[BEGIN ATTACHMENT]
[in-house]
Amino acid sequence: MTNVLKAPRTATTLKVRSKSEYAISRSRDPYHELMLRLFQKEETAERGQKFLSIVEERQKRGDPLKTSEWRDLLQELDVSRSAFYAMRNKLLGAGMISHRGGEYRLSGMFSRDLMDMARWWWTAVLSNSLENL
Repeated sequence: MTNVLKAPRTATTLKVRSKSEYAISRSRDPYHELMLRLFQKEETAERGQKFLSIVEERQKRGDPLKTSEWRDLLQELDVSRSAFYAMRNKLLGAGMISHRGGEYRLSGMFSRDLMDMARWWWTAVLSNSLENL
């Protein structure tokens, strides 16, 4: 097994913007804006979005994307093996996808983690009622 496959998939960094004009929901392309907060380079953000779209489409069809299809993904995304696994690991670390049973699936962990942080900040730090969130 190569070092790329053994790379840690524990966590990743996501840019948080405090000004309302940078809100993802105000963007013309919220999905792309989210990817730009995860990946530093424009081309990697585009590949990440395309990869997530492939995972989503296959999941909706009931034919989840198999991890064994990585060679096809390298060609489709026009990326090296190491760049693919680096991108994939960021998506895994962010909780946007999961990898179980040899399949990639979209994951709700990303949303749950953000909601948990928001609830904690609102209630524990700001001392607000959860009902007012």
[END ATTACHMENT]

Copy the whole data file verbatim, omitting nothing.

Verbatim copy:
[in-house]
Amino acid sequence: MTNVLKAPRTATTLKVRSKSEYAISRSRDPYHELMLRLFQKEETAERGQKFLSIVEERQKRGDPLKTSEWRDLLQELDVSRSAFYAMRNKLLGAGMISHRGGEYRLSGMFSRDLMDMARWWWTAVLSNSLENL
Repeated sequence: MTNVLKAPRTATTLKVRSKSEYAISRSRDPYHELMLRLFQKEETAERGQKFLSIVEERQKRGDPLKTSEWRDLLQELDVSRSAFYAMRNKLLGAGMISHRGGEYRLSGMFSRDLMDMARWWWTAVLSNSLENL
């Protein structure tokens, strides 16, 4: 097994913007804006979005994307093996996808983690009622 496959998939960094004009929901392309907060380079953000779209489409069809299809993904995304696994690991670390049973699936962990942080900040730090969130 190569070092790329053994790379840690524990966590990743996501840019948080405090000004309302940078809100993802105000963007013309919220999905792309989210990817730009995860990946530093424009081309990697585009590949990440395309990869997530492939995972989503296959999941909706009931034919989840198999991890064994990585060679096809390298060609489709026009990326090296190491760049693919680096991108994939960021998506895994962010909780946007999961990898179980040899399949990639979209994951709700990303949303749950953000909601948990928001609830904690609102209630524990700001001392607000959860009902007012």